An economic analysis indicates less strict infection control of COVID-19

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    The societal burden of the COVID-19 pandemic is hard to determine, but a continuation of the strict infection control measures would be too costly compared to the gains of a lower disease burden, now that a large proportion of the population has been vaccinated.

    It is impossible to make a precise estimate of the societal and economic burden of the COVID-19 pandemic, but The Economist (1, 2) has made an attempt: The journal estimated excess mortality of 18.4 million lives at the turn of the year 2021–2022 and economic costs of approximately USD 10 trillion – exceeded only by the Great Depression in the 1930s and the two world wars. In Norway, the health consequences have so far been limited to 1 300 deaths and 7 300 hospital admissions with COVID-19 as their main cause (3). In addition, the financial crisis relief measures introduced in 2020 and 2021 have cost the Norwegian treasury NOK 233 billion, whereof NOK 104 billion have been targeted to private companies, NOK 39 billion to households, NOK 70 billion to critical sectors and NOK 10 billion to culture, sports and the voluntary sector (4).

    The pandemic and the infection control measures lead to loss of value creation, reduced welfare and poorer services to other patients

    The pandemic and the infection control measures lead to loss of value creation, reduced welfare and poorer services to other patients. The Holden Group, the expert committee that has prepared an economic assessment of the infection control measures, the vaccine strategy and the compensation schemes, has endorsed the Norwegian decision to control the spread of infection pending vaccination and better knowledge about the pandemic (5). The Government's goal is to reach the entire population with a booster dose before the end of February 2022 (6), and going forward we believe that capacity in the health service should be given greater emphasis when assessing the need for interventions, while the infection rate as such ought to be considered less important.

    Principles for prioritising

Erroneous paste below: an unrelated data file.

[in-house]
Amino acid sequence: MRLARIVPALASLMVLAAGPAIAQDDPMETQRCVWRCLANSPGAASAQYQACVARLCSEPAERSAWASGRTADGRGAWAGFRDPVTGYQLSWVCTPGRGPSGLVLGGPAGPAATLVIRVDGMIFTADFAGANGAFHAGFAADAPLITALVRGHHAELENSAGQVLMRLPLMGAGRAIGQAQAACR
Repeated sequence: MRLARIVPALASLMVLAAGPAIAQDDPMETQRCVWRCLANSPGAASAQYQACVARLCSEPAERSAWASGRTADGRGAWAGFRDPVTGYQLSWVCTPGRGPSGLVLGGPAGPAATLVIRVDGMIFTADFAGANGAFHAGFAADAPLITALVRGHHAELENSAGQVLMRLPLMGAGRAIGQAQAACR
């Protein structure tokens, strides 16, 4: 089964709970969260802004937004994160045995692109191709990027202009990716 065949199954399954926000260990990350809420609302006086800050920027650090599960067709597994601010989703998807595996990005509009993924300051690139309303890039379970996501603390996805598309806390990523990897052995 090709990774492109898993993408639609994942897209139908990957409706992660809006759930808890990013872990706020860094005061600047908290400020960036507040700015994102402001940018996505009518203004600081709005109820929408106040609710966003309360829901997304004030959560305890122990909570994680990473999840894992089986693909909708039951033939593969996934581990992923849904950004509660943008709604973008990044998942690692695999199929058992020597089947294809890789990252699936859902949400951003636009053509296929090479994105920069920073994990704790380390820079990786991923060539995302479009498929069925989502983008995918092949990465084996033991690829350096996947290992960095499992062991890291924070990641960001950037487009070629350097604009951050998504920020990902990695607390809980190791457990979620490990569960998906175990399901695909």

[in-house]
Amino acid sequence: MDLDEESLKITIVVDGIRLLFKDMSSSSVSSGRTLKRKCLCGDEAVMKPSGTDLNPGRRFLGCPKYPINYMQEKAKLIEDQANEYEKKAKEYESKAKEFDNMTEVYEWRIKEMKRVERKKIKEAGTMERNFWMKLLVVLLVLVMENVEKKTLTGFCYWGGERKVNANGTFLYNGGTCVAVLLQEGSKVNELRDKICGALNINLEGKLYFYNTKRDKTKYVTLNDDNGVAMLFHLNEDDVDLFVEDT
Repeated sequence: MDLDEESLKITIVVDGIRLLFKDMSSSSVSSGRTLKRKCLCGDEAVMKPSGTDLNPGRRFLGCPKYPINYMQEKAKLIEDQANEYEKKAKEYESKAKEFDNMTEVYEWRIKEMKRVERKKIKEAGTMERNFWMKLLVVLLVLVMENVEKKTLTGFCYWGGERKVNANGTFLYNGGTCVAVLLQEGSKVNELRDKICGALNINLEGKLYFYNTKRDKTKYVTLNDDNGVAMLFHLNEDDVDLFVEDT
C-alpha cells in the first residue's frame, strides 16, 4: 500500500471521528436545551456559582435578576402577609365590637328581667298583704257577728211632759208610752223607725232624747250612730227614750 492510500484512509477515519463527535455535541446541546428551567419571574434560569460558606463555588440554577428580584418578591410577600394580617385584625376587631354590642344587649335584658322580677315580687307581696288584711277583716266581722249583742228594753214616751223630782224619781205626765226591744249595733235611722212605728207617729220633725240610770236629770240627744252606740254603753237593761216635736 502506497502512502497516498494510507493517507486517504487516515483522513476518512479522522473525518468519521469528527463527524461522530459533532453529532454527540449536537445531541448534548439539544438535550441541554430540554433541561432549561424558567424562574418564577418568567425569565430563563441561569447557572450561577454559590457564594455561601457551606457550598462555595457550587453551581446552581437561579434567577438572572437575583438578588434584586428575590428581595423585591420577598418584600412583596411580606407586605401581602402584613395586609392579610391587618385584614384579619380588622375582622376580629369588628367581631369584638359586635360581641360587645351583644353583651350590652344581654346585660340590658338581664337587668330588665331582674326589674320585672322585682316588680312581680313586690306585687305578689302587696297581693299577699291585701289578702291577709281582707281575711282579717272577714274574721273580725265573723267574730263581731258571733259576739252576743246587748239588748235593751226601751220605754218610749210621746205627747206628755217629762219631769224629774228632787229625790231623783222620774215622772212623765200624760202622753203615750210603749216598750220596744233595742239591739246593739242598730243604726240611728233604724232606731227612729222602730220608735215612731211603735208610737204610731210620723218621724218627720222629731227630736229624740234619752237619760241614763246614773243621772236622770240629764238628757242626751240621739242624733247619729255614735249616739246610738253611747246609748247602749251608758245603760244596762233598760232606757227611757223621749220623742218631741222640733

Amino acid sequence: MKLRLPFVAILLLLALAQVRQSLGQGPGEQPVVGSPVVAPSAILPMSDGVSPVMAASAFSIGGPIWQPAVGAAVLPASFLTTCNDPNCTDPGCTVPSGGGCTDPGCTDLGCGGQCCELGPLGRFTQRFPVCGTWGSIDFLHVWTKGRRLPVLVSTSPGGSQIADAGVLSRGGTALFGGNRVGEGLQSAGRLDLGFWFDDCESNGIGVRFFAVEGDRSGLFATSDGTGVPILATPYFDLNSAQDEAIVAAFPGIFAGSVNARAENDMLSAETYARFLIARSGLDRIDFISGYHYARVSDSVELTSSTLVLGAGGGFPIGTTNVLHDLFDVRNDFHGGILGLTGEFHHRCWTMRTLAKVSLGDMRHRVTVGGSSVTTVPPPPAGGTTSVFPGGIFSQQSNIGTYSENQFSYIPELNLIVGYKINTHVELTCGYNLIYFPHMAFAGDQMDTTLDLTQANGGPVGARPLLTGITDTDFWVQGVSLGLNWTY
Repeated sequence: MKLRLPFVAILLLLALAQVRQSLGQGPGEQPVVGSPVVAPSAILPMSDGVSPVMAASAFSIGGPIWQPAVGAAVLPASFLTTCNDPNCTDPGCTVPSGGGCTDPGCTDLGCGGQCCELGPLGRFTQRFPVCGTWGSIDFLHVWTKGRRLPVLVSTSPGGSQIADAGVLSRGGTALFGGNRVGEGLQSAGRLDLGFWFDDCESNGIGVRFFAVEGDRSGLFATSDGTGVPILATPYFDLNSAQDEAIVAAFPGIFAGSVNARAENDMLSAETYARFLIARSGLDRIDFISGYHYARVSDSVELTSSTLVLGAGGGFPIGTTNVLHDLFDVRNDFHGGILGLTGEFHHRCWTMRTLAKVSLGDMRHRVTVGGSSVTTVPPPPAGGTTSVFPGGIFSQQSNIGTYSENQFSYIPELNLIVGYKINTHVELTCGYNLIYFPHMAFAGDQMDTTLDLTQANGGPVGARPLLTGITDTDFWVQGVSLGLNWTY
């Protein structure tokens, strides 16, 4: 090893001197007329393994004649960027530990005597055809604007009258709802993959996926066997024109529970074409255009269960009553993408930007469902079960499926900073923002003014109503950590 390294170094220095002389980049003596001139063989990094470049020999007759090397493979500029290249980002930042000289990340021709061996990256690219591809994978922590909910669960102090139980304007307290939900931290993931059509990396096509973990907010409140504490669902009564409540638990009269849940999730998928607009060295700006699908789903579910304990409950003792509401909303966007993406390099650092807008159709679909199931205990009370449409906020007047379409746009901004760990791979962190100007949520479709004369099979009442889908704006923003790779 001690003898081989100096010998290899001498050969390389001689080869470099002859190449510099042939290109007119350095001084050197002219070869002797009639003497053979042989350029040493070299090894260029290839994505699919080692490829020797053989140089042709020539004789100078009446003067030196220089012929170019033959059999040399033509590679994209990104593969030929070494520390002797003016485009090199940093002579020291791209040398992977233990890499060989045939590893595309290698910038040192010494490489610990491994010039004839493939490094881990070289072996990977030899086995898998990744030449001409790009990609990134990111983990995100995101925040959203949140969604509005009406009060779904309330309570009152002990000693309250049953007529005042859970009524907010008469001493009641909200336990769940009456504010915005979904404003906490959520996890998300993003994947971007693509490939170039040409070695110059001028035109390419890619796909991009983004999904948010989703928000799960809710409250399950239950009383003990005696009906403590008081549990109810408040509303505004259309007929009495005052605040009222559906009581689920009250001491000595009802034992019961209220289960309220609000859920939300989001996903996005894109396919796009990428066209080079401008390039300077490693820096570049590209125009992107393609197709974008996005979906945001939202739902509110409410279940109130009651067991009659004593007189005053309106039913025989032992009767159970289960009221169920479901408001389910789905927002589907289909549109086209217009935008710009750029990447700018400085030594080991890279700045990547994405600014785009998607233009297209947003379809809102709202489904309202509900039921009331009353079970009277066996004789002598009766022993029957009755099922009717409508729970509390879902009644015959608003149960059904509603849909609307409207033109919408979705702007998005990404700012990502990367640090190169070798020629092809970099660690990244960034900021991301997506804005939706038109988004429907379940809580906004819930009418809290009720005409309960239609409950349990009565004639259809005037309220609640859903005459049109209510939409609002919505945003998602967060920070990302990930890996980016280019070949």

Principles for prioritising

    Economists believe that public interventions should be prioritised based on their societal costs and benefits. However, the white paper and guidelines for priority setting in the healthcare services (7, 8) take a narrower perspective that includes only the costs and benefits in the healthcare sector. Benefits in the form of life years and quality of life are weighed against the costs to the health services of introducing an intervention. Other societal effects, such as the ability of patients to return to work or other effects on the economy, are not included in this trade-off. This way to prioritise contrasts with other areas, such as infrastructure investments or labour market interventions. In these areas, the analyses are based on the framework used by the Ministry of Finance (9), which considers all costs and benefits to be relevant. Interventions that help boost employment may benefit public budgets, which in turn can be used to improve health service provision (10). When making a decision, distribution effects, for example in terms of income distribution, age or geography also need to be taken into consideration. This framework is relevant for priority setting at the group level, but not at the individual level.

    Although infection control measures are introduced to save lives and safeguard health, they have a wide impact with consequences that extend far beyond the health services. Prioritisation of measures and management of the pandemic should therefore also be based on a societal perspective and not exclusively on the effects that occur within the health services.

    A large burden on society

    A large burden on society